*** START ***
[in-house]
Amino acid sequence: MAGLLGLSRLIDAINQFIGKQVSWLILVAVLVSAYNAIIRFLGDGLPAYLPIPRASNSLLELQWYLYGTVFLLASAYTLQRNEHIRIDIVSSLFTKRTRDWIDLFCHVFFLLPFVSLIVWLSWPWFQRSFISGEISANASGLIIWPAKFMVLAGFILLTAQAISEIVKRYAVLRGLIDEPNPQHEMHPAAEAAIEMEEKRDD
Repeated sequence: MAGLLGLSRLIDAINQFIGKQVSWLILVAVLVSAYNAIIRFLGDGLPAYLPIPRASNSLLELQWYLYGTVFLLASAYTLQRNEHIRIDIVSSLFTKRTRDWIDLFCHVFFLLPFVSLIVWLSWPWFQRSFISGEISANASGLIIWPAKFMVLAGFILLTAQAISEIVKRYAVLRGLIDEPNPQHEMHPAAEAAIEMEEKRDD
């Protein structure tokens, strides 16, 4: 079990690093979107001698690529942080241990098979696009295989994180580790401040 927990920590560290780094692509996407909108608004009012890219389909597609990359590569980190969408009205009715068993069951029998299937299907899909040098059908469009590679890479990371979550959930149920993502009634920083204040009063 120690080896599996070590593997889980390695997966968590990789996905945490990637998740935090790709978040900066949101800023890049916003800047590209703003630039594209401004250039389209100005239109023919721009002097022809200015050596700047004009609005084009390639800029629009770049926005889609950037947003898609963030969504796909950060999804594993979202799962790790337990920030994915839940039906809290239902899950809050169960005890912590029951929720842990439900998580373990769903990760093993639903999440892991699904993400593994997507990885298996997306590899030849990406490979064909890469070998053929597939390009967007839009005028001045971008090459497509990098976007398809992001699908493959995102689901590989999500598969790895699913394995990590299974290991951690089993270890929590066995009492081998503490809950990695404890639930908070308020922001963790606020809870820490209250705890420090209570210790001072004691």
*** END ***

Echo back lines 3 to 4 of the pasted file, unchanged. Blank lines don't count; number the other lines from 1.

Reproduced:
Repeated sequence: MAGLLGLSRLIDAINQFIGKQVSWLILVAVLVSAYNAIIRFLGDGLPAYLPIPRASNSLLELQWYLYGTVFLLASAYTLQRNEHIRIDIVSSLFTKRTRDWIDLFCHVFFLLPFVSLIVWLSWPWFQRSFISGEISANASGLIIWPAKFMVLAGFILLTAQAISEIVKRYAVLRGLIDEPNPQHEMHPAAEAAIEMEEKRDD
């Protein structure tokens, strides 16, 4: 079990690093979107001698690529942080241990098979696009295989994180580790401040 927990920590560290780094692509996407909108608004009012890219389909597609990359590569980190969408009205009715068993069951029998299937299907899909040098059908469009590679890479990371979550959930149920993502009634920083204040009063 120690080896599996070590593997889980390695997966968590990789996905945490990637998740935090790709978040900066949101800023890049916003800047590209703003630039594209401004250039389209100005239109023919721009002097022809200015050596700047004009609005084009390639800029629009770049926005889609950037947003898609963030969504796909950060999804594993979202799962790790337990920030994915839940039906809290239902899950809050169960005890912590029951929720842990439900998580373990769903990760093993639903999440892991699904993400593994997507990885298996997306590899030849990406490979064909890469070998053929597939390009967007839009005028001045971008090459497509990098976007398809992001699908493959995102689901590989999500598969790895699913394995990590299974290991951690089993270890929590066995009492081998503490809950990695404890639930908070308020922001963790606020809870820490209250705890420090209570210790001072004691």